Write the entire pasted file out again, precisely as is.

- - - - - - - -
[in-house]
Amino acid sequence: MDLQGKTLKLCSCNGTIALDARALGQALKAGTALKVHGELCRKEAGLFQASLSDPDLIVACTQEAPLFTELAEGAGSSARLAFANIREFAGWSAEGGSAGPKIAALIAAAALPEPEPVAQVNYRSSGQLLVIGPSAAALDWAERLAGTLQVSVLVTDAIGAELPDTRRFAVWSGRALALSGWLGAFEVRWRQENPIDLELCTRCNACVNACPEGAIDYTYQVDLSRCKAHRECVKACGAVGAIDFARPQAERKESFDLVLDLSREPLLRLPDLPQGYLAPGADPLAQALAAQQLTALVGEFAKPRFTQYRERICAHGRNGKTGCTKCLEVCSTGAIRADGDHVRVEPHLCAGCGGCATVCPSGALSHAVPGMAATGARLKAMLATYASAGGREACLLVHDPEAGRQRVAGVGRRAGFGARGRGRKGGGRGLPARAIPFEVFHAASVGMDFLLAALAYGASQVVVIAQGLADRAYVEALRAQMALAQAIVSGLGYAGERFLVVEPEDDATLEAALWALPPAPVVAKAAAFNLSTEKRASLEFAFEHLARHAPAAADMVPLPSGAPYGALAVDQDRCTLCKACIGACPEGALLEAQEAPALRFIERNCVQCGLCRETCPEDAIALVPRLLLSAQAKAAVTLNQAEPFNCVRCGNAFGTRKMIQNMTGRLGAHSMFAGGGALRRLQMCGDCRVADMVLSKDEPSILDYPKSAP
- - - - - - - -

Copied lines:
[in-house]
Amino acid sequence: MDLQGKTLKLCSCNGTIALDARALGQALKAGTALKVHGELCRKEAGLFQASLSDPDLIVACTQEAPLFTELAEGAGSSARLAFANIREFAGWSAEGGSAGPKIAALIAAAALPEPEPVAQVNYRSSGQLLVIGPSAAALDWAERLAGTLQVSVLVTDAIGAELPDTRRFAVWSGRALALSGWLGAFEVRWRQENPIDLELCTRCNACVNACPEGAIDYTYQVDLSRCKAHRECVKACGAVGAIDFARPQAERKESFDLVLDLSREPLLRLPDLPQGYLAPGADPLAQALAAQQLTALVGEFAKPRFTQYRERICAHGRNGKTGCTKCLEVCSTGAIRADGDHVRVEPHLCAGCGGCATVCPSGALSHAVPGMAATGARLKAMLATYASAGGREACLLVHDPEAGRQRVAGVGRRAGFGARGRGRKGGGRGLPARAIPFEVFHAASVGMDFLLAALAYGASQVVVIAQGLADRAYVEALRAQMALAQAIVSGLGYAGERFLVVEPEDDATLEAALWALPPAPVVAKAAAFNLSTEKRASLEFAFEHLARHAPAAADMVPLPSGAPYGALAVDQDRCTLCKACIGACPEGALLEAQEAPALRFIERNCVQCGLCRETCPEDAIALVPRLLLSAQAKAAVTLNQAEPFNCVRCGNAFGTRKMIQNMTGRLGAHSMFAGGGALRRLQMCGDCRVADMVLSKDEPSILDYPKSAP